I never met, only saw the young woman who they said would be carrying you. She was a frightened thing, couldn’t have been more than twenty. I should have asked where she had come from. Why she had agreed to this… If she had agreed with this. But I didn’t. And you already know why.
I was so sure that was going to be the end of it. We were finally going to be together again.
Then I got the call. It… You… Had an oversized placenta. Blood couldn’t reach your poor little body. They’d lost you. I never bothered to ask, but I know they lost her too. I drank myself into submission for a week after that.
But they were quick to bolster me. They would find me new carriers, and surely after I had managed to make it so far once, I could do it again.
I don’t even know how many years we were at it then. Or how many girls we lost. I just kept trying, demanding they hand you over so I could see where I went wrong. I kept you, all of you, in a lab, and looked over you constantly. I had to know where I had failed, so that I could succeed.
But as time went on, it soon became clear how disinterested my employers were becoming with the project. That, and that someone was catching on to them. They must have been.
With each new trial, I was sure I was inching closer to you. That last time, when I heard the latest of the bunch, screaming and pleading for help, I was so sure I would finally see you again. This would be the last in-vitro. The last injection. The last experiment. This had to be the end of my life’s work. It had to be.
Three months later I screamed as I entered the lab. Equipment had been ripped out overnight, your specimen jars were spilled all over the ground, and the corpse of the last girl laid on the floor, dried blood setting on her throat. As I searched around the lab for some kind of explanation, I discovered a set of documents I had never seen within a folder in one of my desks before. They were simple things, rent on the building, payment for equipment… And all of them were signed with my name, though I’d never seen any of them before in my life.
Whoever had paid for this experiment had run for their lives, and my name was the only one anyone had to go off of.
My body went numb as I stared at my work in disbelief. Saline and blood stained the floor, shattered glass sat everywhere, and the cadaver looked on at me, as if it was making an accusation.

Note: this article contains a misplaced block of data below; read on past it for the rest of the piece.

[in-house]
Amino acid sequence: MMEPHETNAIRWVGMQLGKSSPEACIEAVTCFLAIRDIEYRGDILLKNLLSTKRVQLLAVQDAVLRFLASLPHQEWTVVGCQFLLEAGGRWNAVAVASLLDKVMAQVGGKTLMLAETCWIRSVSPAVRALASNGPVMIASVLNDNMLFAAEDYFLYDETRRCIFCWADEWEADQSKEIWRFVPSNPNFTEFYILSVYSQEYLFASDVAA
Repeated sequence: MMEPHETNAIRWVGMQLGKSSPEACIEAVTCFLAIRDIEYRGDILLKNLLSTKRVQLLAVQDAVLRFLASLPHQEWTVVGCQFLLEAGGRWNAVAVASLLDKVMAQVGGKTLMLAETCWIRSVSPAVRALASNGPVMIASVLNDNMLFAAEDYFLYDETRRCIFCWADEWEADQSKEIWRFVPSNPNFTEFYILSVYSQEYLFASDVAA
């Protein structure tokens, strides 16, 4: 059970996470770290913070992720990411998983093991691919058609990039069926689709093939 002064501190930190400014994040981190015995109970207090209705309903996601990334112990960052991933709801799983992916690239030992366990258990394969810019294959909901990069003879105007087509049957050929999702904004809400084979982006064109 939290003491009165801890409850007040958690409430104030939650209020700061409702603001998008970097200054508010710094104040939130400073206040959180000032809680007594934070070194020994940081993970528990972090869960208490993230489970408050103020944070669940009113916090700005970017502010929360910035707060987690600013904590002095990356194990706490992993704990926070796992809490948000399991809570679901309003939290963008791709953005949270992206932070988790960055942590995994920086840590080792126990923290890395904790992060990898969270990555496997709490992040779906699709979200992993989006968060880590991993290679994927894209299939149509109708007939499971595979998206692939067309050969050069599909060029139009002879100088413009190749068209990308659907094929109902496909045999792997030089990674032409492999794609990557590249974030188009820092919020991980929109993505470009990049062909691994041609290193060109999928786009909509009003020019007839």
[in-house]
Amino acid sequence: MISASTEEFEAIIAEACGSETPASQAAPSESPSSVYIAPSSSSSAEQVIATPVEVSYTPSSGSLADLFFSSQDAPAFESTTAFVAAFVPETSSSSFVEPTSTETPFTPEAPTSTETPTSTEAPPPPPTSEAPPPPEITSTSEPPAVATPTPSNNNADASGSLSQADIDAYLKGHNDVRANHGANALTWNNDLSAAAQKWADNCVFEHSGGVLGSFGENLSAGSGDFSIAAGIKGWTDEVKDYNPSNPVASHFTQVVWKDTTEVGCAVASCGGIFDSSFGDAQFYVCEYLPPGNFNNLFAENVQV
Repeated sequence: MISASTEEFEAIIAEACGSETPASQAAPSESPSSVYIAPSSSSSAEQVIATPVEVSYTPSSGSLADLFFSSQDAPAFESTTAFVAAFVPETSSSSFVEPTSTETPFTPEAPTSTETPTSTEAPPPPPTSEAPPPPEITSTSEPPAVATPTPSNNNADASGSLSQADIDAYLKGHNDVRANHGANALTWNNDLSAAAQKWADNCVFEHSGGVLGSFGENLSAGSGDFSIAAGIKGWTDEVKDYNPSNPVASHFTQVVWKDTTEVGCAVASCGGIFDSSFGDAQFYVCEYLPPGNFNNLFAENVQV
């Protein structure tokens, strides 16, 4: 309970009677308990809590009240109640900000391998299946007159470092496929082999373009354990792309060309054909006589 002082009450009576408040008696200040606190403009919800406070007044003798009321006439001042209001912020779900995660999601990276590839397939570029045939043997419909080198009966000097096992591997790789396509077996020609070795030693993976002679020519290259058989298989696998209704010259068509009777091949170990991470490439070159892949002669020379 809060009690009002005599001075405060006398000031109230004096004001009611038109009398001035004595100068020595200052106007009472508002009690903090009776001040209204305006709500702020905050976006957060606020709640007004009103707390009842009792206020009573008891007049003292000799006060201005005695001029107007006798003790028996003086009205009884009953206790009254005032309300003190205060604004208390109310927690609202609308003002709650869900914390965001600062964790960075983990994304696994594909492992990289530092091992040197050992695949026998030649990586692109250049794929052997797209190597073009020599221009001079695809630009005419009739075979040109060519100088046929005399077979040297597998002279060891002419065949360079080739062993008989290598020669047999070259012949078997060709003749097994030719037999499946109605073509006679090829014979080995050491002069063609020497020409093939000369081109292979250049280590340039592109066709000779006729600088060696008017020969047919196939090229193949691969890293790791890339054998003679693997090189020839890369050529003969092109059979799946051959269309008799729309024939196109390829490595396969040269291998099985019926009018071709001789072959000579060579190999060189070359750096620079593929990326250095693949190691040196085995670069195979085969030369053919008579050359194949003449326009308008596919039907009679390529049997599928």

I knelt to her side and grabbed the scalpel. All these years, everything I had worked for, I deserved this. Just for a moment. I cut into her lower stomach, searching through desperately. You had to be there, you had to be. I combed through innards until I was sure I had found the placenta and slashed it open.
There you were, small enough to fit in the palm of my hand. I was crying, but I was so sure they were happy tears.
But you looked so angry.
I looked at you in terror, trying to tell you I had done all this for you. That I had given up everything because I love you so. You had to believe me, Casey. You had to! I was your mother, I had dedicated my life to brining you back!
You were still angry.
Everyone makes difficult choices. I only did what I felt I had to do!
You were still angry.
Casey please… It was because I love you so much!
You were still angry.
I curled up into a ball and sobbed next to you. You were right. I had failed you. I couldn’t bring you back. And I couldn’t honor your memory. Our names are stained in blood Casey. I’m so, so sorry.
I leave this to whoever is coming to find me and all these illegal activities… Don’t blame him… Casey never asked for any of this. By this scalpel I saw my life’s work. And by this scalpel, it ends.
I can’t believe I’m saying this Casey, but I hope I never see you again. You deserve so much better than I do. If there is a heaven, I know you’re there. If there is only death, I know you are at peace. I will never have either of those things.
I love you Casey and I’m so sorry.